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The Decameron Project by The New York Times Magazine

When reality is surreal, only fiction can make sense of it.

Earlier this year, the editors of The New York Times Magazine created The Decameron Project, a collection of short stories written as the coronavirus pandemic first swept the globe.

How would new fiction by some of the greatest writers of today help us understand the unimaginable? What could be learnt about how this crisis will affect the art of fiction? These were some of the questions the editors considered.

The anthology was inspired by Giovanni Boccaccio’s The Decameron. In 1353, Giovanni wrote 100 stories processing fear and grief caused by the Black Death of the 14th century. The stories were told by a group of men and women who self-isolated in a villa near Florence, waiting out the plague that killed more than 25 million people.

In 2020, twenty nine new short stories were commissioned from authors including Margaret Atwood, Tommy Orange, Colm Toibin, Kamilia Shamsie, David Mitchell and more. Each offers their unique perspective and the writing is varied, ideal for dipping into. Collectively, these stories are a reminder that quality fiction can transport you to another place, while also helping you understand where you are.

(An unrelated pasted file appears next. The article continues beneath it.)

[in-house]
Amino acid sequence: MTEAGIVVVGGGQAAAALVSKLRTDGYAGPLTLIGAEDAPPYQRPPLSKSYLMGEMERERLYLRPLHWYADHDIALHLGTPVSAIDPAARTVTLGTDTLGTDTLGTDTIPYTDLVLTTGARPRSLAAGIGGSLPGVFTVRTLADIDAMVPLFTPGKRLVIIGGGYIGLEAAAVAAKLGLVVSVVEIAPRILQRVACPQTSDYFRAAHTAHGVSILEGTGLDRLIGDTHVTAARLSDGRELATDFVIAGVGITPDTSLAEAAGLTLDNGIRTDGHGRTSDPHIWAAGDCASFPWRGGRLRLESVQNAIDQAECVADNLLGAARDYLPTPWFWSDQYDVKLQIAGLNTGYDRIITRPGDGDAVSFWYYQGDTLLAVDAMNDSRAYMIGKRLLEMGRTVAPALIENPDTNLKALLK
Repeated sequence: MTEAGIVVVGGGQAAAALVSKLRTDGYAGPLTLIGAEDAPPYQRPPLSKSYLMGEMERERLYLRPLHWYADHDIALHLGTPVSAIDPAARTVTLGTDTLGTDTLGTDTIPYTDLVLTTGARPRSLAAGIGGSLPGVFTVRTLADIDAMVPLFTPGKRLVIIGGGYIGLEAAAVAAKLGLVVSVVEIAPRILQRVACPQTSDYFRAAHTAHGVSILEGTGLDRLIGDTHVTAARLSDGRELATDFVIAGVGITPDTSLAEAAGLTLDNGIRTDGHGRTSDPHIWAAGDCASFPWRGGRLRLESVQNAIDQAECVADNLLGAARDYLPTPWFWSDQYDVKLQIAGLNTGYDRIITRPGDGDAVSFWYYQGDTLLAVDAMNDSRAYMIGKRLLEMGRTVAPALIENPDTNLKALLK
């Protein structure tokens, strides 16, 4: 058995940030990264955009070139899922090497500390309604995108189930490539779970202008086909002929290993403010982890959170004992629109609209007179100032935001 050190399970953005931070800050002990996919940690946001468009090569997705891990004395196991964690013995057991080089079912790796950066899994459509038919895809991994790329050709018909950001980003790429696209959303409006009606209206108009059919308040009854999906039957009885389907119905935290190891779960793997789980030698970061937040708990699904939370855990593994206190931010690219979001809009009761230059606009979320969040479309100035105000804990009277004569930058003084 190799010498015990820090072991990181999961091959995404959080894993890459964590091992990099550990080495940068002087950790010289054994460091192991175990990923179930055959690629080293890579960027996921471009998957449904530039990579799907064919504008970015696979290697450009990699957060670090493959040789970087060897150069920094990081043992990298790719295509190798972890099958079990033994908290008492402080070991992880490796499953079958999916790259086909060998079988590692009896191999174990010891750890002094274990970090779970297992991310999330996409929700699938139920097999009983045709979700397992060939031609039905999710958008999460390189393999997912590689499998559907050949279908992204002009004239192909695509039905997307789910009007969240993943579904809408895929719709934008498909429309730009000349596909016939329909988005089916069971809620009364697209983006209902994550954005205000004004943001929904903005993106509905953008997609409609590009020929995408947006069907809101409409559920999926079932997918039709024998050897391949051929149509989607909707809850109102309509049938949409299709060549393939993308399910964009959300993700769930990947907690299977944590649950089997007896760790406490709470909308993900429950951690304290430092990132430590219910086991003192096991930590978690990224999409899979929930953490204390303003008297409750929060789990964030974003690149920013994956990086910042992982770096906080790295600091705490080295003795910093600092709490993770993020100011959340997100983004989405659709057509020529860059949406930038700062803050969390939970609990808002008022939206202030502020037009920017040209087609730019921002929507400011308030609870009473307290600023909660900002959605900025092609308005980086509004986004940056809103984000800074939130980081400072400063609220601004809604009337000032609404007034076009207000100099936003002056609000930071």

The stories are a tribute to a specific moment in time, unlike any other in our lifetimes. The aim is to offer perspective to readers of today and in the future when hopefully the coronavirus is just a distant memory.

Reviewer: Andrea Molloy Simon & Schuster, RRP $39.99


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